How to implement Speech-to-Text in Flutter. A beginners guide

How to implement Speech-to-Text in Flutter. A beginners guide

Ayush Pawar
·Mar 28, 2022·

4 min read

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Table of contents

  • Introduction
  • Project Setup
  • Coding the Logic
  • Conclusion


In our previous article, we learned how to implement Text-to-Speech in Flutter. Today, we will learn the reverse of it. Speech-to-Text. Just like TTS, Speech to text is also a very helpful feature that you can add to your apps. So without wasting any time, let's get started.

Project Setup

First of all, we will add the package as a dependency and also import it in the dart file where we will be coding our logic.

    sdk: flutter

  # The following adds the Cupertino Icons font to your application.
  # Use the CupertinoIcons class for iOS style icons.
  cupertino_icons: ^1.0.2
import 'package:speech_to_text/speech_recognition_result.dart';
import 'package:speech_to_text/speech_to_text.dart';

We will need to add some permissions for android as well as ios for this feature to work. For android, do these changes Screenshot (154).png

To make things work in iOS, make these changes Screenshot (155).png

With all the necessary changes made, we have setup our project. Now let's move on the coding part

Coding the Logic

We will first look at the functions that handle listening to audio and converting them, after that we will create the UI. The UI will contain of Text in the center and a FAB to control the mic.

Step 1

Create 3 variables. One will be the instance of SpeechtoText class, another would be a boolean which tells if the mic is active or not and third one is a string which will contain the words that have been spoken in the mic.

SpeechToText _speechToText = SpeechToText();
bool _speechEnabled = false;
String _lastWords = '';

Next up, we will initialize our Speech-to-Text service inside a function and call that function from the initstate. This initialization needs to happen only once and in the beginning.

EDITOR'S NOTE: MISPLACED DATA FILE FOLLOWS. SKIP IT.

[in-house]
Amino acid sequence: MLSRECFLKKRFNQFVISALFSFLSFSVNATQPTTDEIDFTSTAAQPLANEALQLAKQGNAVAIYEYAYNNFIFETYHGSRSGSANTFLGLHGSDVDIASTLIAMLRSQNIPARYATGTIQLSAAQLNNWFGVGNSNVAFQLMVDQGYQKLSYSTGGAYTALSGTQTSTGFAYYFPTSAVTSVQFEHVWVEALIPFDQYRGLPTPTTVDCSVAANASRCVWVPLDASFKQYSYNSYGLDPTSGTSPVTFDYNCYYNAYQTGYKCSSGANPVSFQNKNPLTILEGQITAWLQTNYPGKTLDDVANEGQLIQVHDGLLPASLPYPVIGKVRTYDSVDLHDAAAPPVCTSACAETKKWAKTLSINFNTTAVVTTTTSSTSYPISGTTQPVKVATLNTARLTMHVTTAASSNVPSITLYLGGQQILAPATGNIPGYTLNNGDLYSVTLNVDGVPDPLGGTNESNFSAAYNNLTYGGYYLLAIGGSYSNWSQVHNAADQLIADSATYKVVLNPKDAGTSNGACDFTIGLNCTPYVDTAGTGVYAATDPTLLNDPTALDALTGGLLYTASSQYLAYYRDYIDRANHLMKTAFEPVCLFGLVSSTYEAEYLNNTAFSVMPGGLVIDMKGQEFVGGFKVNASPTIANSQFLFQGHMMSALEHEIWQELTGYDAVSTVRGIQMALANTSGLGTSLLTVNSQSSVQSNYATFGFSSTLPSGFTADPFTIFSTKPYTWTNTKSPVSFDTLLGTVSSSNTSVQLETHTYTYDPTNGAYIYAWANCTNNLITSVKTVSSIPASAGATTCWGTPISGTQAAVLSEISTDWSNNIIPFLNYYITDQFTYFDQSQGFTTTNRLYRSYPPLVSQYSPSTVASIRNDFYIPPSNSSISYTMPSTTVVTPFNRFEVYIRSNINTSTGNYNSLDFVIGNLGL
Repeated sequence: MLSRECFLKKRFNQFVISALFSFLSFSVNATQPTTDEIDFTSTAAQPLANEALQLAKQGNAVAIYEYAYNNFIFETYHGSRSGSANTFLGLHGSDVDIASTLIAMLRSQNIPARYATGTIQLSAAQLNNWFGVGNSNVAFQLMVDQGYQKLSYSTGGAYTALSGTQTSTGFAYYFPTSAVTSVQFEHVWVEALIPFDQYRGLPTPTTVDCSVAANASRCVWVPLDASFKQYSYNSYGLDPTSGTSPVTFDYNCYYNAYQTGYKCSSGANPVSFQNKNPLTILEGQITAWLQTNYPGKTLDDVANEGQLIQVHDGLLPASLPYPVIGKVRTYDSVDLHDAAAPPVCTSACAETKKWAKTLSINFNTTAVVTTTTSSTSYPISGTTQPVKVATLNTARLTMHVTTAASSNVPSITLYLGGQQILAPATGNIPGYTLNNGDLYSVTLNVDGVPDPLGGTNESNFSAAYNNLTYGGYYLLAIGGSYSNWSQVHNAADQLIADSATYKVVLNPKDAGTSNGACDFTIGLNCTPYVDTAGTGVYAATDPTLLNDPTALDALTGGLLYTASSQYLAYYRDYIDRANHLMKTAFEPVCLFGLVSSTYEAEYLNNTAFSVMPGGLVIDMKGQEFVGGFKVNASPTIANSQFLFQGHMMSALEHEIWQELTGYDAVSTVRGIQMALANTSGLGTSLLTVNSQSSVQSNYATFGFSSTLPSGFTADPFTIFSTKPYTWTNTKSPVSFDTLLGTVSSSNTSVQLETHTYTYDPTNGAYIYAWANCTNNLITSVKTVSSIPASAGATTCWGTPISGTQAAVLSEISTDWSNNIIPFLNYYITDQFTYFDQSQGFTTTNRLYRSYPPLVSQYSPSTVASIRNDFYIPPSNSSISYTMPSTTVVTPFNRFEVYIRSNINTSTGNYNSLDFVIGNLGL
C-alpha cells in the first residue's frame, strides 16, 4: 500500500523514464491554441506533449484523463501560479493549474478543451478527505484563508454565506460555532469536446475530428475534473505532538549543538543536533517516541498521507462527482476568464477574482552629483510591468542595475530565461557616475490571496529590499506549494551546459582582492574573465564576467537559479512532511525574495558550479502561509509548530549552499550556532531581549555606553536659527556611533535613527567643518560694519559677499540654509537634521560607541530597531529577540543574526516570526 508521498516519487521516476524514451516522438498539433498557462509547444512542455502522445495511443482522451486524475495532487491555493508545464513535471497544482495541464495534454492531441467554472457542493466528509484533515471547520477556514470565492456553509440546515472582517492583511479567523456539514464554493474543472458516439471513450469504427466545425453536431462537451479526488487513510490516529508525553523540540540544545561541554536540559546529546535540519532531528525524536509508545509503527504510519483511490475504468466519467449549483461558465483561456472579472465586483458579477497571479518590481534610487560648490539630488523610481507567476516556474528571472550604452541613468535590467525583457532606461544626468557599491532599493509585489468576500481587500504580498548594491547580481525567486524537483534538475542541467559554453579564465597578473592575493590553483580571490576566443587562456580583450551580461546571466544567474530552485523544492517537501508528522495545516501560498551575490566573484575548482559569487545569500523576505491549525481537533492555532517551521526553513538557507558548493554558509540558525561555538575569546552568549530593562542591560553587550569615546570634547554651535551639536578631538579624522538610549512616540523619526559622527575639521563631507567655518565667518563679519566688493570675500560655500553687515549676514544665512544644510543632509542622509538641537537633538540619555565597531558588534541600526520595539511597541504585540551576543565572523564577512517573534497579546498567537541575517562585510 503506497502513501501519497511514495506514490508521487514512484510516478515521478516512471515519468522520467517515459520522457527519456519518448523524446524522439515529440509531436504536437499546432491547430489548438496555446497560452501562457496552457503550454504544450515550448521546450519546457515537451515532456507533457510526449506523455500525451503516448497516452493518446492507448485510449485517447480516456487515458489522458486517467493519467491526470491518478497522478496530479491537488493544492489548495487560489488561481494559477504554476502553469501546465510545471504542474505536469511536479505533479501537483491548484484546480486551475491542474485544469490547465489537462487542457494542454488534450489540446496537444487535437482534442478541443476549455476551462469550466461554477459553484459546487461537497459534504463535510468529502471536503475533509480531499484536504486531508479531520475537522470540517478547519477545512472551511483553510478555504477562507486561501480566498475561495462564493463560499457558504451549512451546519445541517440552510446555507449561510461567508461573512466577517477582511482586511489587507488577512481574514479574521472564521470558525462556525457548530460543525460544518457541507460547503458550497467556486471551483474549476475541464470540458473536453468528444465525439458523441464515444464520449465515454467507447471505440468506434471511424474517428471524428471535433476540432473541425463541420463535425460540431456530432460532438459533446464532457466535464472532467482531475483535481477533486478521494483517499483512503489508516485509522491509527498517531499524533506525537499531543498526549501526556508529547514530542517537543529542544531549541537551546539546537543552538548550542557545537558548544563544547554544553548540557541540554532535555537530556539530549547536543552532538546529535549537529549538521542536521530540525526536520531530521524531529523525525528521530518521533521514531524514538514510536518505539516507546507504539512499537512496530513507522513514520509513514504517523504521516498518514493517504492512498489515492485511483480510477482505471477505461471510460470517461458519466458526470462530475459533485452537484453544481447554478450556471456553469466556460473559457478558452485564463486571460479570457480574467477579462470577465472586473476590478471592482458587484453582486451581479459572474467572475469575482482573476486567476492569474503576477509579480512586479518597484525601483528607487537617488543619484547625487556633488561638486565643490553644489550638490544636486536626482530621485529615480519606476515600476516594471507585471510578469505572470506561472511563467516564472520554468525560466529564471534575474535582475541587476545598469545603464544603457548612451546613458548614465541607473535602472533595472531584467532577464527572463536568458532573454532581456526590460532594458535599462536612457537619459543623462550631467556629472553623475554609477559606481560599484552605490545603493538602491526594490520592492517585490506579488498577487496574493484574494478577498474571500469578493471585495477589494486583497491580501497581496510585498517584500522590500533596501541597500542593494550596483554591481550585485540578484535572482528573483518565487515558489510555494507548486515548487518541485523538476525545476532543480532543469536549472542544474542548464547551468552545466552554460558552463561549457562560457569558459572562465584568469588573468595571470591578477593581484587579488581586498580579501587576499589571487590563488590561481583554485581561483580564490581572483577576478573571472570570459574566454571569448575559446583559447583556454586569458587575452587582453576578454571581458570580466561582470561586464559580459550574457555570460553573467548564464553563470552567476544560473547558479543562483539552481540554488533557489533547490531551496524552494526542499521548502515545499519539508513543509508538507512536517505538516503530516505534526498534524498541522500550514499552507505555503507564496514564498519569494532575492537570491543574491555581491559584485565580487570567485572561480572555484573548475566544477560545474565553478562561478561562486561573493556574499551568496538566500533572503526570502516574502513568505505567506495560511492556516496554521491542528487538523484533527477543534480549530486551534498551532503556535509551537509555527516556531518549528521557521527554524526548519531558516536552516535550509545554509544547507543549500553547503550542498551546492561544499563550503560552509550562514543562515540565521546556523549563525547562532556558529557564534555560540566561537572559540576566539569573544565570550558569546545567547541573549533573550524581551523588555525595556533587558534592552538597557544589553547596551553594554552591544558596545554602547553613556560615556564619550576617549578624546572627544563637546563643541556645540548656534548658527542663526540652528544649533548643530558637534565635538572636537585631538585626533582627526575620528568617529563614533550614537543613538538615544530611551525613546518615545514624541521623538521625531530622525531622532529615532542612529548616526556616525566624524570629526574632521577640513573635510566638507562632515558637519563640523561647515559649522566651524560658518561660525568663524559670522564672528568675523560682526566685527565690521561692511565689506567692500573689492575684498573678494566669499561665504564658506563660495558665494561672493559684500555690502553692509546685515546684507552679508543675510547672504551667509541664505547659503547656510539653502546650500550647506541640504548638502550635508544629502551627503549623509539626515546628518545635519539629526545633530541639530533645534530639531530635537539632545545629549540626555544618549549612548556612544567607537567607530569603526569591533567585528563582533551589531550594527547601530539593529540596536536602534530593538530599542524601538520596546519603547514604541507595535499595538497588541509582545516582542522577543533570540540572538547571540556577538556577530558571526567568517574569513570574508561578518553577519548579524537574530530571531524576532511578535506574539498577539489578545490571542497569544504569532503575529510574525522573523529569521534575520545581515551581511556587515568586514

void initState() {

  /// This has to happen only once per app
  void _initSpeech() async {
    _speechEnabled = await _speechToText.initialize();
    setState(() {});

Step 2

Now we will write the start listening function. Whenever a user speaks something in the mic, we will listen to it and convert it into text in realtime. Here is the code for it

void _startListening() async {
    await _speechToText.listen(onResult: _onSpeechResult);
    setState(() {});  // so that the changes are visible on screen

You can see that there is an _onSpeechResult function. This function is basically a callback which is doing the task of converting speech and storing the result in our _lastwords variable. Here is the code for that function

void _onSpeechResult(SpeechRecognitionResult result) {
    setState(() {
      _lastWords = result.recognizedWords;   // result variable stores all the data.

So this completes our logic for the part where a user starts speaking. Now, we will look at the part when the user stops speaking. This part is very easy actually. Just one line of code

 /// Manually stop the active speech recognition session
  /// Note that there are also timeouts that each platform enforces
  /// and the SpeechToText plugin supports setting timeouts on the
  /// listen method.
  void _stopListening() async {
    await _speechToText.stop();
    setState(() {});

Step 3

Now that our logic part is done, let's quickly create the UI. As mentioned above, we need a Text widget to display the current text spoken by the user and need a FAB to toggle the mic. Here is the code for the Text widget

 child: Container(
 padding: EdgeInsets.all(16),
 child: Text(
 // If listening is active show the recognized words
     ? '$_lastWords'
                           : _speechEnabled
                          ? 'Tap the microphone to start listening...'
                          : 'Speech not available',

There are a lot of ternary conditions in the above code, so let us simplify it. First of all we check if the isListening variable is true or not. This is an inbuilt variable of the SpeechToText class. If the speechToText class is listening to us, then we will simply show the content of the lastwords. lastwords store text that is converted from speech.

If the service is not listening to anything, then we check if our _speechEnabled variable is true or not, if it is true, then we ask the user to turn on their microphone so that TextToSpeech can listen to what user is saying.

Now, let's quickly look at the code for FAB.

floatingActionButton: FloatingActionButton(
// If not yet listening for speech start, otherwise stop
_speechToText.isNotListening ? _startListening : _stopListening,
tooltip: 'Listen',
child: Icon(_speechToText.isNotListening ? Icons.mic_off : Icons.mic),

I hope the comments in the code can clearly explain the logic. It is pretty easy. Now, run your app on your Android or iOS device and tap on the mic icon below. Once it is activated, start speaking something and you will see your words being converted into text and displayed on the screen.


So with this, we conclude today's article. Now you know how to build a Speech-to-Text feature in your app. It would be great if you could come up with some innovative ideas to use this feature in an app. I hope that you learned something new today.

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